Mandate of the automatic emergency braking system

The current freeway bill would require the United States Department of Transportation to prescribe standards for newly manufactured heavy-duty vehicles to be equipped with an automatic emergency braking system and to require the system to be used. during operation.

Rep. Scott Perry, R-Pa., Moved an amendment to delete the mandate.

OOIDA supports the amendment because the Association says the measure makes the devices necessary before the technology is ready.

“This technology is not quite perfected yet,” Jay Grimes, director of government affairs for OOIDA, recently told Land Line Now. “We still see a lot of mistakes and problems with this. A rushed mandate is certainly not the direction in which we think things should be going in terms of security. “

Staged collision suppression

News of a large conspiracy in Louisiana to stage crashes with commercial vehicles in the hope of expelling motor carriers and their insurers from personal injury settlements has caught the attention of lawmakers.

Representative Garret Graves, R-La., Is proposing an amendment proposing heavy fines and jail time for those who intentionally cause an accident with a commercial vehicle. Under the amendment, a person operating a motor vehicle who intentionally causes an accident with a light commercial vehicle would be jailed for at least 20 years.

OOIDA supports the amendment. Additionally, Long said the amendment received bipartisan support and would likely be incorporated into the bill.

Definition of an automobile transporter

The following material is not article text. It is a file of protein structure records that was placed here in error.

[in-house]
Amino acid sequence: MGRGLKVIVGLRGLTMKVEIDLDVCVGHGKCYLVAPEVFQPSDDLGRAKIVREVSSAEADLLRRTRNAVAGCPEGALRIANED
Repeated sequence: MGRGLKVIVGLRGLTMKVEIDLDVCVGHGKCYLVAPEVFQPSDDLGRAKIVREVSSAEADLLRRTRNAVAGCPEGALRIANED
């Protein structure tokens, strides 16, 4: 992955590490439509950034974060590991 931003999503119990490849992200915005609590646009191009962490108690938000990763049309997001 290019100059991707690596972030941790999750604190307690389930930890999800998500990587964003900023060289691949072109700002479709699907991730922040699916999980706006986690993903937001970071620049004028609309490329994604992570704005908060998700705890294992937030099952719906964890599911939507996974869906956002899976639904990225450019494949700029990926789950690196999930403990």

For years, OOIDA has worked for the Federal Highway Administration to clarify its definition of auto carriers.

Since 2015, OOIDA has asked the FHWA to correct regulatory guidelines that have cost some auto carriers hundreds of dollars in fines. OOIDA argues that regulatory guidelines are not supported by federal law.

“Some FHWA employees continue to claim that the agency has always required that a powertrain be capable of transporting goods to be considered a conventional auto transporter,” wrote Mike Matousek, director of legislative affairs for the OOIDA. “This is clearly wrong. “

The OOIDA maintains that Congress allowed auto carriers to carry automobiles on the powertrain but did not require it.

Rep. Blaine Luetkemeyer, R-Mo., Proposed an amendment that would clarify the definition.

Sleep apnea screening

The current bill includes a measure that would require the FMCSA to initiate regulations to establish criteria for screening drivers of commercial vehicles for obstructive sleep apnea.

Perry’s amendment would eliminate the measure.

OOIDA argues that there is not enough data to link sleep apnea to an increase in crashes and that any move towards a warrant would place an unnecessary burden on truck drivers.

INVEST in America Act

The highway bill is expected to hit the floor of the House next week.

The OOIDA said the bill in its current form is an “anti-trucker disgrace” and praised lawmakers who are proposing “pro-trucker” amendments.

“When you look at these amendments, I hope truckers will notice that there is a growing list of elected officials who regularly fight for them,” Long said. “Representatives like Mike Bost, Garret Graves, Scott Perry, Blaine Luetkemeyer and Liz Cheney have shown themselves to be consistent supporters of small business truckers.” LL

Source link

Previous St. Joseph's Candler ransomware attack is part of a growing trend
Next Mercury Insurance Review: Low Satisfaction Rate For Auto Insurance